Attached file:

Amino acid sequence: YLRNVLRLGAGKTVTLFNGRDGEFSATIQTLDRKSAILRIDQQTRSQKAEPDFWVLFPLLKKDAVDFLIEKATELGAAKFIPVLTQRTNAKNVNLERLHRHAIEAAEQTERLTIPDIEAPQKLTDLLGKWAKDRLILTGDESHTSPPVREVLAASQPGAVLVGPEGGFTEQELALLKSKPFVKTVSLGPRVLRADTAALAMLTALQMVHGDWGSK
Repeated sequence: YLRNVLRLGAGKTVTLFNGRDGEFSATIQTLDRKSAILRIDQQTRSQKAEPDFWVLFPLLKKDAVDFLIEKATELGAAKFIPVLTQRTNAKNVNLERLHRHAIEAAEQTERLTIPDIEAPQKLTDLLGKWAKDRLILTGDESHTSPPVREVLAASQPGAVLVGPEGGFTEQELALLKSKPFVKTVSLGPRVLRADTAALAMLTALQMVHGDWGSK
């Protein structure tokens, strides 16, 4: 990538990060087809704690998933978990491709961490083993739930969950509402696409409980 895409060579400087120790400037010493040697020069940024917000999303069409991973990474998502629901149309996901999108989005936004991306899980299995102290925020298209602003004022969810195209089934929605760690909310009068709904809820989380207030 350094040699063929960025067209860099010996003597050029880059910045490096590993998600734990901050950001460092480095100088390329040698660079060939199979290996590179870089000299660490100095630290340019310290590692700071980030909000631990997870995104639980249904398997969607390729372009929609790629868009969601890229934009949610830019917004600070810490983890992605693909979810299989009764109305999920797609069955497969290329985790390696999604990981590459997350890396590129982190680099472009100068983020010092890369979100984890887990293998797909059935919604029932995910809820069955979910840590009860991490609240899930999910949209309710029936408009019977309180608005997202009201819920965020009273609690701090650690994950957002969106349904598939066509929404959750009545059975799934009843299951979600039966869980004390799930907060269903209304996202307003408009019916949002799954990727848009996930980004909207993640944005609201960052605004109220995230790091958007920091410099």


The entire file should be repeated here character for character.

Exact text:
Amino acid sequence: YLRNVLRLGAGKTVTLFNGRDGEFSATIQTLDRKSAILRIDQQTRSQKAEPDFWVLFPLLKKDAVDFLIEKATELGAAKFIPVLTQRTNAKNVNLERLHRHAIEAAEQTERLTIPDIEAPQKLTDLLGKWAKDRLILTGDESHTSPPVREVLAASQPGAVLVGPEGGFTEQELALLKSKPFVKTVSLGPRVLRADTAALAMLTALQMVHGDWGSK
Repeated sequence: YLRNVLRLGAGKTVTLFNGRDGEFSATIQTLDRKSAILRIDQQTRSQKAEPDFWVLFPLLKKDAVDFLIEKATELGAAKFIPVLTQRTNAKNVNLERLHRHAIEAAEQTERLTIPDIEAPQKLTDLLGKWAKDRLILTGDESHTSPPVREVLAASQPGAVLVGPEGGFTEQELALLKSKPFVKTVSLGPRVLRADTAALAMLTALQMVHGDWGSK
């Protein structure tokens, strides 16, 4: 990538990060087809704690998933978990491709961490083993739930969950509402696409409980 895409060579400087120790400037010493040697020069940024917000999303069409991973990474998502629901149309996901999108989005936004991306899980299995102290925020298209602003004022969810195209089934929605760690909310009068709904809820989380207030 350094040699063929960025067209860099010996003597050029880059910045490096590993998600734990901050950001460092480095100088390329040698660079060939199979290996590179870089000299660490100095630290340019310290590692700071980030909000631990997870995104639980249904398997969607390729372009929609790629868009969601890229934009949610830019917004600070810490983890992605693909979810299989009764109305999920797609069955497969290329985790390696999604990981590459997350890396590129982190680099472009100068983020010092890369979100984890887990293998797909059935919604029932995910809820069955979910840590009860991490609240899930999910949209309710029936408009019977309180608005997202009201819920965020009273609690701090650690994950957002969106349904598939066509929404959750009545059975799934009843299951979600039966869980004390799930907060269903209304996202307003408009019916949002799954990727848009996930980004909207993640944005609201960052605004109220995230790091958007920091410099």